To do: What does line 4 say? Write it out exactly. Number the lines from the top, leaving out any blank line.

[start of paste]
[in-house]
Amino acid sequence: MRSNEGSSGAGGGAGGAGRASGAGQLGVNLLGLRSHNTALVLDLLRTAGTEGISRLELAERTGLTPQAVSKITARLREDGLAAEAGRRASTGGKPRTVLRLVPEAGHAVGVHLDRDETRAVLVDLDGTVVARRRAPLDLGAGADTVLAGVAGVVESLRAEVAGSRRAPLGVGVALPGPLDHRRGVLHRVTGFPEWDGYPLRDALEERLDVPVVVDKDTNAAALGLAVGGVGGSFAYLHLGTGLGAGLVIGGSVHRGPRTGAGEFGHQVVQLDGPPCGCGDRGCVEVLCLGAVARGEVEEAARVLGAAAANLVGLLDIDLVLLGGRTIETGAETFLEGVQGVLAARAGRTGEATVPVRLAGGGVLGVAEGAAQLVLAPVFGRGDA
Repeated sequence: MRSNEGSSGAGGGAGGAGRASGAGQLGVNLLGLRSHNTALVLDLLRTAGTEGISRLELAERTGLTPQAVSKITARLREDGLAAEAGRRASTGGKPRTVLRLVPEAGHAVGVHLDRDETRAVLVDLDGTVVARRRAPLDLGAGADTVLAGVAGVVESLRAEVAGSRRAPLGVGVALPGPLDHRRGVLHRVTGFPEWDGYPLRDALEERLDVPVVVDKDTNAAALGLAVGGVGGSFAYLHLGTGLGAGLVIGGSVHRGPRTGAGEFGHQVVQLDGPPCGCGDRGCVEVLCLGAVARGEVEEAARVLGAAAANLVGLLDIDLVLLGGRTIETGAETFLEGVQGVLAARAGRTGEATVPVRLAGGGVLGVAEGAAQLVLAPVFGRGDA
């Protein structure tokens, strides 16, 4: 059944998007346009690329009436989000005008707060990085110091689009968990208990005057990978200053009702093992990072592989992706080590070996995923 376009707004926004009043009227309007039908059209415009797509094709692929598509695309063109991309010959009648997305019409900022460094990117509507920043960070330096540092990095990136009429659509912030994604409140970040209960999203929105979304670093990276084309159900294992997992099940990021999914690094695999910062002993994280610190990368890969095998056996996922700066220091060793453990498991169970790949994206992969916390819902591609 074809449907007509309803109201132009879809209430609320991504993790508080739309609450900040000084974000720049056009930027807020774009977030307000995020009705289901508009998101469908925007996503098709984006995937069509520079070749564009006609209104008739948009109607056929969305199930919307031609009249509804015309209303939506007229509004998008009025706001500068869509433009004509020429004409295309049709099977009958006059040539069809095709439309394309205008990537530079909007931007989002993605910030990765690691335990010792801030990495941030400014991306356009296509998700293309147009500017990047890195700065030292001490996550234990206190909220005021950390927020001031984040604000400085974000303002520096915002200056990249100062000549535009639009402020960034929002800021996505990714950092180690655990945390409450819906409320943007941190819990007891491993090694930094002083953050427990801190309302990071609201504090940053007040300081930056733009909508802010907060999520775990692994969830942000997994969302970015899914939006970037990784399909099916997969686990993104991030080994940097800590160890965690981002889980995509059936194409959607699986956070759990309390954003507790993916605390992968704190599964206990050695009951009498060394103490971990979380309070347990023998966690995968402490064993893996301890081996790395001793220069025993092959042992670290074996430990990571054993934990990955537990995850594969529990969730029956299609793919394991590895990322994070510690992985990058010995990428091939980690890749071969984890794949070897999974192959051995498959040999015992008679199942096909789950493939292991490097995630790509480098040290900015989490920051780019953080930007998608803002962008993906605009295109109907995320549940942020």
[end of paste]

């Protein structure tokens, strides 16, 4: 059944998007346009690329009436989000005008707060990085110091689009968990208990005057990978200053009702093992990072592989992706080590070996995923 376009707004926004009043009227309007039908059209415009797509094709692929598509695309063109991309010959009648997305019409900022460094990117509507920043960070330096540092990095990136009429659509912030994604409140970040209960999203929105979304670093990276084309159900294992997992099940990021999914690094695999910062002993994280610190990368890969095998056996996922700066220091060793453990498991169970790949994206992969916390819902591609 074809449907007509309803109201132009879809209430609320991504993790508080739309609450900040000084974000720049056009930027807020774009977030307000995020009705289901508009998101469908925007996503098709984006995937069509520079070749564009006609209104008739948009109607056929969305199930919307031609009249509804015309209303939506007229509004998008009025706001500068869509433009004509020429004409295309049709099977009958006059040539069809095709439309394309205008990537530079909007931007989002993605910030990765690691335990010792801030990495941030400014991306356009296509998700293309147009500017990047890195700065030292001490996550234990206190909220005021950390927020001031984040604000400085974000303002520096915002200056990249100062000549535009639009402020960034929002800021996505990714950092180690655990945390409450819906409320943007941190819990007891491993090694930094002083953050427990801190309302990071609201504090940053007040300081930056733009909508802010907060999520775990692994969830942000997994969302970015899914939006970037990784399909099916997969686990993104991030080994940097800590160890965690981002889980995509059936194409959607699986956070759990309390954003507790993916605390992968704190599964206990050695009951009498060394103490971990979380309070347990023998966690995968402490064993893996301890081996790395001793220069025993092959042992670290074996430990990571054993934990990955537990995850594969529990969730029956299609793919394991590895990322994070510690992985990058010995990428091939980690890749071969984890794949070897999974192959051995498959040999015992008679199942096909789950493939292991490097995630790509480098040290900015989490920051780019953080930007998608803002962008993906605009295109109907995320549940942020």